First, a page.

The Pope was responding to a document by the bishops entitled ‘Basic criteria for the application of chapter 8 of ‘Amoris Laetitia’ which details ways of ‘accompanying, discerning and integrating weakness’ for Catholics living in irregular family situations. That chapter focuses on the need to support and integrate divorcees into the life of the Church, specifying that “in certain cases, this can include the help of the sacraments”.
"In his letter the Pope underlines the urgency of formation of priests for the practice of discernment, stressing that this is central to the task of accompanying families in difficulty. He calls for in-depth catechesis on the exhortation which he says will “certainly help the growth, consolidation and holiness of family life”.
"Expressing his appreciation for the ‘pastoral charity’ contained in the bishops’ document, Pope Francis insists “there are no other interpretations” of the apostolic exhortation which he wrote at the conclusion of the two synods on the family in 2014 and 2015."
As the Society of St. Pius X (SSPX) has reported previously, 45 theologians from all over the world addressed to the Dean of the College of Cardinals, Cardinal Angelo Sodano, a critical analysis of the post-synodal exhortation Amoris Laetitia in which they condemn 19 statements in this Papal document. Moreover, several priests of the SSPX have offered their own critiques of the exhortation, stressing that the document injects error and confusion into the life of the Catholic Church. And let us not forget the sermon of Bishop Bernard Fellay, Superior General of the SSPX, which followed the promulgation of Amoris Laetitia.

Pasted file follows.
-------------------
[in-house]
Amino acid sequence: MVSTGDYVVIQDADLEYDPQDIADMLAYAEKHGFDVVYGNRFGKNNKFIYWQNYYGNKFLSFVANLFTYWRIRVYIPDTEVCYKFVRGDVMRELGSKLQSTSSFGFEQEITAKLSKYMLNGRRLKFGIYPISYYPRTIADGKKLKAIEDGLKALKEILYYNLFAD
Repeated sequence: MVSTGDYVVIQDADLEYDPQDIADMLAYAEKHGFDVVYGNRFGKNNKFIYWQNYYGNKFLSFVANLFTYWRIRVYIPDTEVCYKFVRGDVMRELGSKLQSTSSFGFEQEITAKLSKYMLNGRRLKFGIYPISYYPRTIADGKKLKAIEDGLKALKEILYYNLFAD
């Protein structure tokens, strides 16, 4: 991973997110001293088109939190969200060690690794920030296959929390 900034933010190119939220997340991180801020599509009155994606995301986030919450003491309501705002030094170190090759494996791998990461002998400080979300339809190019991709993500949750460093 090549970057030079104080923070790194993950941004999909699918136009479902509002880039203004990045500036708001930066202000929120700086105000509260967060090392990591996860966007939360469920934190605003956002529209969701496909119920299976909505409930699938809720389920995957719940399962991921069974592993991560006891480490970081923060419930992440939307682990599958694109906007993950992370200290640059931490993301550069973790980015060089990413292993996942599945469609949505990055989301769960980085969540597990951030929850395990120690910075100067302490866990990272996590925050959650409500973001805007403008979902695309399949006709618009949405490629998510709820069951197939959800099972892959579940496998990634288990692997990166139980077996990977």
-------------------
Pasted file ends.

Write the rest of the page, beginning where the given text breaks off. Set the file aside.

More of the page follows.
The consequences of Amoris Laetitia are already making themselves felt in the Church: one parish priest, in keeping with his duty, refuses the Body of Christ to public sinners, while another invites everyone to Holy Communion.The President of the Bishops’ Conference of the Philippines has declared that Amoris Laetitia will be put into practice immediately in his country and that consequently, in certain cases, divorced-and-“remarried” persons will receive Communion. A deep division is forming within the episcopate and the Sacred College of Cardinals. The faithful are bewildered; the whole Church is suffering from this rift. Calling into question the obligation to observe in all cases God’s commandments, particularly the commandment of marital fidelity, means surrendering to the dictates of current practice and the spirit of the age. In many countries—Germany for example—what is required by divine law has already been trampled underfoot for a long time. Instead of raising what is to the level of what ought to be, they are lowering what ought to be to what is; that is, to the permissive morality of modernists and progressives. Catholics whose marriages have failed but who, given the situation, have very virtuously and sometimes heroically remained faithful to the promise they made before the altar, feel betrayed. It is enough to make one weep."